One of the challenges I had when learning Dynamics 365 / Power Platform development was how to add custom functionality to the User Interface. The .NET developer in me was frustrated when I wanted to add a button to the page that triggered some server-side code. Eventually, I learned a pattern of adding HTML / JavaScript resources to the page that would create an Annotation (Note). A plugin would intercept the Annotation and get the Regarding object. This would allow me to trigger server-side code from the User Interface, but it was not as graceful as I would have liked. A colleague of mine, Patrick O’Gorman, told me about Power Apps Component Framework (PCF) controls for some time, and I recently decided to start experimenting with them. In this blog post, I will illustrate how I could use a PCF control to trigger a flow in Power Automate.

Creating the PCF Control

Before creating the control, I recommend reviewing both the Microsoft Learning Paths for Power Platform Component Framework and Patrick O’Gorman’s PCF Demo.

I begin by creating a folder to house the project and then follow these steps:

  • Open Visual Studio (VS) Code
  • In VS Code, Open the folder that was created for the project
  • Click View and then TerminalIn the terminal window, I do the following:
  • Initialize the project: pac pcf init –namespace PCFControls –name PCFFlowTriggerDemo –template field
  • Install TypeScript: npm install typescript
  • Build the project: npm run build
  • Run the project: npm start

When I run the project, the PCF Control Sandbox opens. It is empty at this point, but not for long.

Empty PCF Control

I close the Sandbox window and use CTRL+C to terminate the Sandbox in the terminal window.

Creating the Power Automate Flow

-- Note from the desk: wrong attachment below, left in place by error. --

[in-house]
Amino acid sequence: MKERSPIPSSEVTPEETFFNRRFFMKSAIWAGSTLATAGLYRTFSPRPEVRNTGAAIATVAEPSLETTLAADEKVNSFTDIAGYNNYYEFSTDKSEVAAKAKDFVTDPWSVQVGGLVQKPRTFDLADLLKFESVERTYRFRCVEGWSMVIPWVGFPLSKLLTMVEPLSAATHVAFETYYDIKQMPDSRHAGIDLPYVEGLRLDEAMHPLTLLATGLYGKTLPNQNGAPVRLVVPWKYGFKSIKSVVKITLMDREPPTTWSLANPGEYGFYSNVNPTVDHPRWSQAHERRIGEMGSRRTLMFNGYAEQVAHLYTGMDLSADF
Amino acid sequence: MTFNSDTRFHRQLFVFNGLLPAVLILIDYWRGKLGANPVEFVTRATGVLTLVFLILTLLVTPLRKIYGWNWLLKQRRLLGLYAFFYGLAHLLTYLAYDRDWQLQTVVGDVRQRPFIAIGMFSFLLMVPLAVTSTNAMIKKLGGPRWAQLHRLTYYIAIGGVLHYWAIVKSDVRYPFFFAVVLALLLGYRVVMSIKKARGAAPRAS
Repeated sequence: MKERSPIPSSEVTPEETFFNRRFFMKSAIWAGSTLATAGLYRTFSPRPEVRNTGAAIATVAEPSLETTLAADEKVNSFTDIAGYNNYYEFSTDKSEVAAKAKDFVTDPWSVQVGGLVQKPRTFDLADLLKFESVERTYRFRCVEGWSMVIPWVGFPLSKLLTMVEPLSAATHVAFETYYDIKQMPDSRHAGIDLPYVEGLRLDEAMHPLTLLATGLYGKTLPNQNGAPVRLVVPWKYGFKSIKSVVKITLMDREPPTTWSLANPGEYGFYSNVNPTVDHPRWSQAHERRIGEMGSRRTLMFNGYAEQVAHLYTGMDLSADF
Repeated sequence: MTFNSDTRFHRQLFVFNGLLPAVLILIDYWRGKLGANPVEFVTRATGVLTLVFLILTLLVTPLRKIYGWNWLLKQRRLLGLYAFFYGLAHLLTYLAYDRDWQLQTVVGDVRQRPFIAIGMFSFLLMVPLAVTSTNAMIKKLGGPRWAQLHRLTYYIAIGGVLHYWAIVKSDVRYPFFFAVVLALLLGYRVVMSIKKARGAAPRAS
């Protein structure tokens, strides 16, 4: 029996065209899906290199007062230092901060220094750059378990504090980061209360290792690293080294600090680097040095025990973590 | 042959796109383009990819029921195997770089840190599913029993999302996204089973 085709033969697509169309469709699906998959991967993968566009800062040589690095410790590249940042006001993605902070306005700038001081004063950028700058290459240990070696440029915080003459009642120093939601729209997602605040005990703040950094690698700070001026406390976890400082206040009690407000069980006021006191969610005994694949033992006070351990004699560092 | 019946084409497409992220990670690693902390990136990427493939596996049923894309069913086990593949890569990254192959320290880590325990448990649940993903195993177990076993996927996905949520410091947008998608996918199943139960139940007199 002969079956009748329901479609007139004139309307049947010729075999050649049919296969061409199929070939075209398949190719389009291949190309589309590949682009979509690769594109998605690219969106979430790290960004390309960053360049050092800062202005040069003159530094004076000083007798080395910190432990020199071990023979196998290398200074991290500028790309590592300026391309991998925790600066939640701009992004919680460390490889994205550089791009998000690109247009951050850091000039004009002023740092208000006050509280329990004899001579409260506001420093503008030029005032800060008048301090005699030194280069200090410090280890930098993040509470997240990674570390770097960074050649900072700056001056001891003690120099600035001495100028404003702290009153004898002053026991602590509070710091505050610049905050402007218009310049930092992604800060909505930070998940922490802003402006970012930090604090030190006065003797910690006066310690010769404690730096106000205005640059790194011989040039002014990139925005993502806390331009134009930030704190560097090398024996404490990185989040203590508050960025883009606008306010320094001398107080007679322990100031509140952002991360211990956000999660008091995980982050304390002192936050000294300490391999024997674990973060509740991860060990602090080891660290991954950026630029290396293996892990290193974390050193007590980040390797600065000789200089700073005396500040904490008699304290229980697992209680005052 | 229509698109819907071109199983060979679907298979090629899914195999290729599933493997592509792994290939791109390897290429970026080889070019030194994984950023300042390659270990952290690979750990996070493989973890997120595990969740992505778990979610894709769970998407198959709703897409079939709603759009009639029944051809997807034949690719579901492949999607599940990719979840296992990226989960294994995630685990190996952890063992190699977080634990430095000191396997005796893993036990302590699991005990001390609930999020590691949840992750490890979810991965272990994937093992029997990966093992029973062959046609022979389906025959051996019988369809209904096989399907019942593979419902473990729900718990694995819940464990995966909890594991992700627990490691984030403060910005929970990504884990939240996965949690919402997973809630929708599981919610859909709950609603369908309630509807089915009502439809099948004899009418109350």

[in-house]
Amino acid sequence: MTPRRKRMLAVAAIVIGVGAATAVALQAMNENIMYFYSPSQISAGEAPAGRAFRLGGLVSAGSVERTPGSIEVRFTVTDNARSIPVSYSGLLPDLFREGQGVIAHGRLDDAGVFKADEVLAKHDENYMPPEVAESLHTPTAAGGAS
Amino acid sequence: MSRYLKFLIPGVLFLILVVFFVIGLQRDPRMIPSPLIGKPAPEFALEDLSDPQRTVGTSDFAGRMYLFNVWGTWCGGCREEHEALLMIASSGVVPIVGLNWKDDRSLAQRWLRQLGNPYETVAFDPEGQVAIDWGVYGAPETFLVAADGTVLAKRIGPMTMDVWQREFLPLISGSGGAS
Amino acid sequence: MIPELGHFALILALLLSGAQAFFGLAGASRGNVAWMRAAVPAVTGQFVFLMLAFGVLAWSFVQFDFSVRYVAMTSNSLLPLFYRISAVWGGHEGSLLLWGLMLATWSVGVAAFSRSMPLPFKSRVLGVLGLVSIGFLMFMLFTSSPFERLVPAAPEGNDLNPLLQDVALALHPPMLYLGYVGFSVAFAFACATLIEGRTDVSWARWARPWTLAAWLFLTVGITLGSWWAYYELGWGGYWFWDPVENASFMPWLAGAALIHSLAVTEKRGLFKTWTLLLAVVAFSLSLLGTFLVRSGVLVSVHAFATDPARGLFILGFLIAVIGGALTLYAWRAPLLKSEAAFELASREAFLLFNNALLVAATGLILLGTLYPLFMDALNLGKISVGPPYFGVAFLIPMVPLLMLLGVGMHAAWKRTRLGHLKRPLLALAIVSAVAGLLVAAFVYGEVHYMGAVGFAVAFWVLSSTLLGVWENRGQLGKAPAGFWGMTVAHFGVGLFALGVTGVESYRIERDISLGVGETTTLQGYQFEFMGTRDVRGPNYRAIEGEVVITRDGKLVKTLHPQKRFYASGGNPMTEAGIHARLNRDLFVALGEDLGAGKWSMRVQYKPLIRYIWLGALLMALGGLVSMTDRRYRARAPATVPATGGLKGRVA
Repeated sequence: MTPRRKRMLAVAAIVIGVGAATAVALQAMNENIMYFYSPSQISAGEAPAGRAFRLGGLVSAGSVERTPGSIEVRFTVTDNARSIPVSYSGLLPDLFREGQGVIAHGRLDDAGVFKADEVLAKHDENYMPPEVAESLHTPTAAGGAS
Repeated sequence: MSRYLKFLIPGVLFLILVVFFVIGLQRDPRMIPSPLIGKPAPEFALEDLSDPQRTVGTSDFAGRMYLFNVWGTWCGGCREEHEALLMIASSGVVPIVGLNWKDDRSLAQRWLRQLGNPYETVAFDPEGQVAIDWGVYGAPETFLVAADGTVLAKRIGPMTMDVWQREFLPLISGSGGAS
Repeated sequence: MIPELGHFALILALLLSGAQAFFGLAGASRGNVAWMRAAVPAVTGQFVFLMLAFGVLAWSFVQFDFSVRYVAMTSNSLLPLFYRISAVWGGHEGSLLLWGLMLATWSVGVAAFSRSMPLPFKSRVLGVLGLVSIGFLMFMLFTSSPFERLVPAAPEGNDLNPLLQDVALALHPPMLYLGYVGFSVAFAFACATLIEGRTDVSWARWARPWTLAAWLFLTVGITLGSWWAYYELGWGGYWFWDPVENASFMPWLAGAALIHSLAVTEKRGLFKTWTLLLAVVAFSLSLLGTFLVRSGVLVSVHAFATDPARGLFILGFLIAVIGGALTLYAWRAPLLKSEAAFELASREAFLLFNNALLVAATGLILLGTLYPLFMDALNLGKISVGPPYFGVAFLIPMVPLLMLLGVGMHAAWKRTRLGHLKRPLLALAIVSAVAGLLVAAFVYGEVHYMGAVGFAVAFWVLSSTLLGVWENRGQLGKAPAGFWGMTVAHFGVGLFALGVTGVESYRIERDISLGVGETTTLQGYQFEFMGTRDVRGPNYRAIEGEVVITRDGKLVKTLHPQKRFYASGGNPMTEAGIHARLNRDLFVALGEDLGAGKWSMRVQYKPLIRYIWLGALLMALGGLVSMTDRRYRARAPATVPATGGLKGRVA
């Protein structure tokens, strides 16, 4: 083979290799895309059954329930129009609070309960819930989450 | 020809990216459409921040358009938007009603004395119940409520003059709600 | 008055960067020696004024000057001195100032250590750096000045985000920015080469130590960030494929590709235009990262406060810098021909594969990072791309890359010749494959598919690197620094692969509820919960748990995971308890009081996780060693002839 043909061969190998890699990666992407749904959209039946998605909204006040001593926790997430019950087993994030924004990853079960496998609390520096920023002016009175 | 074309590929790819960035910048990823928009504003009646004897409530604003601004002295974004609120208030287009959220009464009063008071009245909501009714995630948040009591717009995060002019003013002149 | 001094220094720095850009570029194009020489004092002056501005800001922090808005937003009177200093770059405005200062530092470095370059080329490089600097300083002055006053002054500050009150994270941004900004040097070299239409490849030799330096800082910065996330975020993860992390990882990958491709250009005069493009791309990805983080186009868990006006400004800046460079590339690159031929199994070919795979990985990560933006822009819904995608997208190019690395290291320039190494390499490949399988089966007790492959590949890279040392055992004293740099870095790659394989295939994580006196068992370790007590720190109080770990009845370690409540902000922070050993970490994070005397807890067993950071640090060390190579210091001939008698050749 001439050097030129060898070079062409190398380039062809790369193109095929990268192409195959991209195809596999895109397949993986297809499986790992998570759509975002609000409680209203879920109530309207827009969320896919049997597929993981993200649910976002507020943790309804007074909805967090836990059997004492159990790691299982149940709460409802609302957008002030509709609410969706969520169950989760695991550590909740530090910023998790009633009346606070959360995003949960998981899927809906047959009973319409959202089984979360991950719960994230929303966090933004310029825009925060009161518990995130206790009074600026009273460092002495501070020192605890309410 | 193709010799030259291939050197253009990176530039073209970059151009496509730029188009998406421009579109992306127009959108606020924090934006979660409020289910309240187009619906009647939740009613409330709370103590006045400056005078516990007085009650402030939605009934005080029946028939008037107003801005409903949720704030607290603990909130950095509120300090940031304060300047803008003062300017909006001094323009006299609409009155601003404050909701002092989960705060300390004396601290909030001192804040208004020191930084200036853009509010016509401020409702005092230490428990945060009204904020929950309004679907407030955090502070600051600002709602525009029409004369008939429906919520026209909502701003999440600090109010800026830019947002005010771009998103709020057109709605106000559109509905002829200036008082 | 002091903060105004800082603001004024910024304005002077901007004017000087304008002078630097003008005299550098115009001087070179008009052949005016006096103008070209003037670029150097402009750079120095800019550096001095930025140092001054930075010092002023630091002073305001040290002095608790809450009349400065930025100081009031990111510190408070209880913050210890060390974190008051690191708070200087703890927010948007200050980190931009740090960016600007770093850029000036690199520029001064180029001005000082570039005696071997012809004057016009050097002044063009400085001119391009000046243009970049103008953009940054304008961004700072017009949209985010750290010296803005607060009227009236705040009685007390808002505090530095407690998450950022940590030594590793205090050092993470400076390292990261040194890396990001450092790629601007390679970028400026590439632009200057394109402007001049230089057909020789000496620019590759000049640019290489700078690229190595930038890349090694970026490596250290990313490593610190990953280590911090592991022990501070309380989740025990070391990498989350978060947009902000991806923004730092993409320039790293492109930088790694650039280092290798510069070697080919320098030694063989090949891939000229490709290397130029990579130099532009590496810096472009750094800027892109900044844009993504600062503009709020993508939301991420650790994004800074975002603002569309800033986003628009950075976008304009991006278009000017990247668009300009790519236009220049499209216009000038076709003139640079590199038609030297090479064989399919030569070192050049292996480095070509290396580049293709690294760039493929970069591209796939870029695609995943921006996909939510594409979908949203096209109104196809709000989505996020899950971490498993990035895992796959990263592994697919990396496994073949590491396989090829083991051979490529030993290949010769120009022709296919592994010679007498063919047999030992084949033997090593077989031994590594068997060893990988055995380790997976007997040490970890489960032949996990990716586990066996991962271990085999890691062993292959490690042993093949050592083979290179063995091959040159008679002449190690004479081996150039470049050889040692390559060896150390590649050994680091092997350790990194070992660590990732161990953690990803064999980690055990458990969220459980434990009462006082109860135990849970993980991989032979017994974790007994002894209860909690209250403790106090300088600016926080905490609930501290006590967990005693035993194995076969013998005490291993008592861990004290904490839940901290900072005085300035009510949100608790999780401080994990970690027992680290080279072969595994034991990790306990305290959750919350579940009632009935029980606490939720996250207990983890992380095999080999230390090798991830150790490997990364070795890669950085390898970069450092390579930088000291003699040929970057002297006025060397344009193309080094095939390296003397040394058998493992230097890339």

For this project, I will set the control to the side for now and create the flow because I will want the endpoint created to use in control. For this example, I will create a simple workflow that receives a Contact Id from the PCF Control and then emails the Contact. I realize there are better methods for emailing a client within the Model Driven App, but this is just an example. I create this flow by following these steps:

Configure the Trigger

Login to Power Automate

Create New Flow and choose Instant cloud flow

Create New Flow and choose instant cloud flow

Enter the name of the flow and choose When an HTTP request is received (Request) for the trigger.

Build and instant cloud flow

When the flow opens, expand the trigger and select Use sample payload to generate schema.
Use the following JavaScript Object Notation (JSON)
{ “contact” : { “contactid”: “00000000-0000-0000-0000-000000000000”} }

Enter or paste a sample JSON payload

Click Done and the schema generates:

When HTTP request is received

Check the Origin

Next, I verify that the request’s origin is from my Power App. This prevents someone from using PostMan, Fiddler, etc. to build a request and hit the endpoint maliciously.

Click New Step > Control > Condition
Click left-hand Choose a value > Expression and enter the following:

Choose a Value and Expression

Click left-hand Choose a value and enter the root URL for Power App (ex.